unsigned long msec = 0;
float time = 0.0;
int sample = 0;
float totalCharge = 0.0;
float averageAmps = 0.0;
float ampSeconds = 0.0;
float ampHours = 0.0;
float wattHours = 0.0;
float amps = 0.0;

void setup() {
  // initialize serial communications at 9600 bps:
  Serial.begin(9600);
  lcd.begin(20, 4);
}

void loop() {
 

 
 
  // read the analog in value:
  sensorValue = analogRead(analogInPin);           
  // convert to milli amps
  outputValue = (((long)sensorValue * 5000 / 1024) - 500 ) * 1000 / 133; 
 
/* sensor outputs about 100 at rest.
Analog read produces a value of 0-1023, equating to 0v to 5v.
"((long)sensorValue * 5000 / 1024)" is the voltage on the sensor's output in millivolts.
There's a 500mv offset to subtract.
The unit produces 133mv per amp of current, so
divide by 0.133 to convert mv to ma
         
*/

 
  batVal = analogRead(batMonPin);    // read the voltage on the divider
  pinVoltage = batVal * 0.00488;       //  Calculate the voltage on the A/D pin
                                    //  A reading of 1 for the A/D = 0.0048mV
                                    //  if we multiply the A/D reading by 0.00488 then
                                    //  we get the voltage on the pin. 

  batteryVoltage = pinVoltage * ratio;    //  Use the ratio calculated for the voltage divider
                                          //  to calculate the battery voltage
                                         
                                           
  amps = (float) outputValue / 1000;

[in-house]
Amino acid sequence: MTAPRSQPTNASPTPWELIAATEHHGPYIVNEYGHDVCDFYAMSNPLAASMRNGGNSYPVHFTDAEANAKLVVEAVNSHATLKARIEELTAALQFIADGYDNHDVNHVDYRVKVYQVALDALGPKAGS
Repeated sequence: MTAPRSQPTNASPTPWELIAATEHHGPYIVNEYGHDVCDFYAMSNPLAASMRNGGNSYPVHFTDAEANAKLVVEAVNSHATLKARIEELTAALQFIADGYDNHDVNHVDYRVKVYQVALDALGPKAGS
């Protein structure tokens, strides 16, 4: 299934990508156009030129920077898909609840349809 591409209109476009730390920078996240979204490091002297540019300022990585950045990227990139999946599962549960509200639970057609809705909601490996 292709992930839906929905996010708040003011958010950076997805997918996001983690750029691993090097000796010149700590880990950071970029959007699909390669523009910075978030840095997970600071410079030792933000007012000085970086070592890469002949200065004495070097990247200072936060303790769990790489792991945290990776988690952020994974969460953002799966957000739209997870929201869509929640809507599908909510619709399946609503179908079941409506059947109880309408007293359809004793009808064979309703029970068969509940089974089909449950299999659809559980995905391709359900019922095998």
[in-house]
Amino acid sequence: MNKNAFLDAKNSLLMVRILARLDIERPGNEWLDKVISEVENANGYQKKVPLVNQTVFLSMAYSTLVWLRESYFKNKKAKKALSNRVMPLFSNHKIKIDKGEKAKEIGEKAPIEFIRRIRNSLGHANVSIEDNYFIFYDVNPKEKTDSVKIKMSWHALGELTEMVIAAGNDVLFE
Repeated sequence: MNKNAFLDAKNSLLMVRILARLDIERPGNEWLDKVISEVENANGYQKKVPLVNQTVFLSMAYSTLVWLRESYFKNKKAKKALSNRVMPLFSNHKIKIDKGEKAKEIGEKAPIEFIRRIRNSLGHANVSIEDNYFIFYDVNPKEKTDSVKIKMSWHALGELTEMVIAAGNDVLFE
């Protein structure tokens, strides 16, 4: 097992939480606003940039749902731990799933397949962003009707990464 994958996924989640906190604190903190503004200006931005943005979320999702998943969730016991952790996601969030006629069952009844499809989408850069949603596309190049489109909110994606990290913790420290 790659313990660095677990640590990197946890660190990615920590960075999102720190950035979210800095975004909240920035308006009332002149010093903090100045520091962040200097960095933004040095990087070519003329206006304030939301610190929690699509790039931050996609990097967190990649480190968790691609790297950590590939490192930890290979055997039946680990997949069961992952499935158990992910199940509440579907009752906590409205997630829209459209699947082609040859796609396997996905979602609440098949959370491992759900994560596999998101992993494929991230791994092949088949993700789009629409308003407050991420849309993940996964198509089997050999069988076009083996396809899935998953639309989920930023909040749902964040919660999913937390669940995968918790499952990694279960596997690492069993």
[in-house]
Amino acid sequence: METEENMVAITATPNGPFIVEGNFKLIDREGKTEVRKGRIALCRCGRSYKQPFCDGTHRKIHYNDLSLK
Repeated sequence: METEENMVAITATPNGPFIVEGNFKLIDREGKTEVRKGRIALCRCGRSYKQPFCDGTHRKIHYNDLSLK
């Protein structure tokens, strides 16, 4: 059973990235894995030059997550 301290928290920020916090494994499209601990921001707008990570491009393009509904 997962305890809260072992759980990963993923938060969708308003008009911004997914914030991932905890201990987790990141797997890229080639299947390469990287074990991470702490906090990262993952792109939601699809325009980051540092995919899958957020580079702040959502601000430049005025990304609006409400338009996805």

float watts = amps * batteryVoltage;
   
  Serial.print("Volts = " );                       
  Serial.print(batteryVoltage);     
  Serial.print("\t Current (amps) = ");     
  Serial.print(amps); 
  Serial.print("\t Power (Watts) = ");   
  Serial.print(watts);   
 
   
  sample = sample + 1;
 
  msec = millis();
 
 
 
time = (float) msec / 1000.0;
 
totalCharge = totalCharge + amps;
 
averageAmps = totalCharge / sample;
 
ampSeconds = averageAmps*time;

ampHours = ampSeconds/3600;
 
wattHours = batteryVoltage * ampHours;
 




  Serial.print("\t Time (hours) = ");
  Serial.print(time/3600);
 
  Serial.print("\t Amp Hours (ah) = ");
  Serial.print(ampHours);
  Serial.print("\t Watt Hours (wh) = ");
  Serial.println(wattHours);
 

  lcd.setCursor(0,0);
    lcd.print(batteryVoltage);
    lcd.print(" V ");
    lcd.print(amps);
    lcd.print(" A ");
 
  lcd.setCursor(0,1);
  lcd.print(watts);
  lcd.print(" W ");
  lcd.print(time/3600);
  lcd.print(" H ");
 
  lcd.setCursor(0,2);
  lcd.print(ampHours);
  lcd.print(" Ah ");
  lcd.print(wattHours);
  lcd.print(" Wh ");
 
 
 
  // wait 10 milliseconds before the next loop
  // for the analog-to-digital converter to settle
  // after the last reading:
  delay(10);                     
}
Steve Spence - ET/AT/R&D KK4HFJ

Steve Spence - KK4HFJ

#9
May 16, 2012, 08:07 pm Last Edit: May 16, 2012, 08:10 pm by Steve Spence - KK4HFJ Reason: 1
I just received the ACS714 bidirectional hall effect sensor from Pololu. I'll be modifying the project to watch ah in and ah out, with a peukert calculation, for estimated capacity remaining.

I'm adding a low voltage disconnect circuit with a hybrid relay (eliminates MOSFET heating and relay arcing) to protect the battery from excessive discharge. When sketch starts, the MOSFET is enabled, then the relay. Upon voltage drop below predermined value, the relay drops, then the MOSFET. Use a SSR for an AC Load. Full instructable at http://www.instructables.com/id/DIY-Amp-Hour-Meter-Arduino/.
Steve Spence - ET/AT/R&D KK4HFJ